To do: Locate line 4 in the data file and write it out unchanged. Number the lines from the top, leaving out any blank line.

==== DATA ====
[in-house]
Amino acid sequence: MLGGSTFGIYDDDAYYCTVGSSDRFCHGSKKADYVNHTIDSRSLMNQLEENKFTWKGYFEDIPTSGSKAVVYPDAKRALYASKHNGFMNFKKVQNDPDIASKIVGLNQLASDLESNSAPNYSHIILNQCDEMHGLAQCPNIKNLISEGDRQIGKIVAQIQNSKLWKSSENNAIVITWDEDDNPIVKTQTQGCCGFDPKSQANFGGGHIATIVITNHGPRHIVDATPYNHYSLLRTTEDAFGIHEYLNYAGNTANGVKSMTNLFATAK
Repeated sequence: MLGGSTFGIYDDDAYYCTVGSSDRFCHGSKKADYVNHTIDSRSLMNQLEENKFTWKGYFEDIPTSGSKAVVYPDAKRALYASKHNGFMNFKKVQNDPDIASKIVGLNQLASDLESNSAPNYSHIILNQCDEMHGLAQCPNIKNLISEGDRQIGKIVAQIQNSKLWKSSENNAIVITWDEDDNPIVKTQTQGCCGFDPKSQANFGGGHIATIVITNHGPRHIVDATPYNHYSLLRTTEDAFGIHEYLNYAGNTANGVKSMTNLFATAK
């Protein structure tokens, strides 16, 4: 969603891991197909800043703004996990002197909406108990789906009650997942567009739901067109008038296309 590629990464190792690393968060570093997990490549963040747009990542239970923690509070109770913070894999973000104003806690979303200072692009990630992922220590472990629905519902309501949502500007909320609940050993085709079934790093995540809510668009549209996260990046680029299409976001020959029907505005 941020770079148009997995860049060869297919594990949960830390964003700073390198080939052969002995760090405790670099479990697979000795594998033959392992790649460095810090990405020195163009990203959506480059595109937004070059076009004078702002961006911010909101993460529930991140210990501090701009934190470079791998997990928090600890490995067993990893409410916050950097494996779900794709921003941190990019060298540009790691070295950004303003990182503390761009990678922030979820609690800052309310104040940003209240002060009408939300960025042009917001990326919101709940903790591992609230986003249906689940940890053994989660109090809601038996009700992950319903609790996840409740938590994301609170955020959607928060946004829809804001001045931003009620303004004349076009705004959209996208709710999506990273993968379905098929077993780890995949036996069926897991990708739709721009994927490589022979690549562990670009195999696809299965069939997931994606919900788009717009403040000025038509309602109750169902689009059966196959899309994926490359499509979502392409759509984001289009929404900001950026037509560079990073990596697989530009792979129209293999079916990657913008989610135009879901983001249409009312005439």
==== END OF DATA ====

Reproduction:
């Protein structure tokens, strides 16, 4: 969603891991197909800043703004996990002197909406108990789906009650997942567009739901067109008038296309 590629990464190792690393968060570093997990490549963040747009990542239970923690509070109770913070894999973000104003806690979303200072692009990630992922220590472990629905519902309501949502500007909320609940050993085709079934790093995540809510668009549209996260990046680029299409976001020959029907505005 941020770079148009997995860049060869297919594990949960830390964003700073390198080939052969002995760090405790670099479990697979000795594998033959392992790649460095810090990405020195163009990203959506480059595109937004070059076009004078702002961006911010909101993460529930991140210990501090701009934190470079791998997990928090600890490995067993990893409410916050950097494996779900794709921003941190990019060298540009790691070295950004303003990182503390761009990678922030979820609690800052309310104040940003209240002060009408939300960025042009917001990326919101709940903790591992609230986003249906689940940890053994989660109090809601038996009700992950319903609790996840409740938590994301609170955020959607928060946004829809804001001045931003009620303004004349076009705004959209996208709710999506990273993968379905098929077993780890995949036996069926897991990708739709721009994927490589022979690549562990670009195999696809299965069939997931994606919900788009717009403040000025038509309602109750169902689009059966196959899309994926490359499509979502392409759509984001289009929404900001950026037509560079990073990596697989530009792979129209293999079916990657913008989610135009879901983001249409009312005439």